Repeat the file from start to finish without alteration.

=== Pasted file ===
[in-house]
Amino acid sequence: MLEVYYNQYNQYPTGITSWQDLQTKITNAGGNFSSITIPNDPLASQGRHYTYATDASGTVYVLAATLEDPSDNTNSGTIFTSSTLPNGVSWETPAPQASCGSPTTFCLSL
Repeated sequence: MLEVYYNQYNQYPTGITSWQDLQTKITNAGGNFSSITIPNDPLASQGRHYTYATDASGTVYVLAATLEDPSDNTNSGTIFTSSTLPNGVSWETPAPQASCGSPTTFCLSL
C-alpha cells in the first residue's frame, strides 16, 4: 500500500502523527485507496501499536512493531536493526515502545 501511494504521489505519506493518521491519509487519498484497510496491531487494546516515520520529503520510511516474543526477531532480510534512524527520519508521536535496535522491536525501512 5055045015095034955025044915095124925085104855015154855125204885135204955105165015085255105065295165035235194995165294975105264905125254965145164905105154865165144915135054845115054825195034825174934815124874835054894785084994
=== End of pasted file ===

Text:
[in-house]
Amino acid sequence: MLEVYYNQYNQYPTGITSWQDLQTKITNAGGNFSSITIPNDPLASQGRHYTYATDASGTVYVLAATLEDPSDNTNSGTIFTSSTLPNGVSWETPAPQASCGSPTTFCLSL
Repeated sequence: MLEVYYNQYNQYPTGITSWQDLQTKITNAGGNFSSITIPNDPLASQGRHYTYATDASGTVYVLAATLEDPSDNTNSGTIFTSSTLPNGVSWETPAPQASCGSPTTFCLSL
C-alpha cells in the first residue's frame, strides 16, 4: 500500500502523527485507496501499536512493531536493526515502545 501511494504521489505519506493518521491519509487519498484497510496491531487494546516515520520529503520510511516474543526477531532480510534512524527520519508521536535496535522491536525501512 5055045015095034955025044915095124925085104855015154855125204885135204955105165015085255105065295165035235194995165294975105264905125254965145164905105154865165144915135054845115054825195034825174934815124874835054894785084994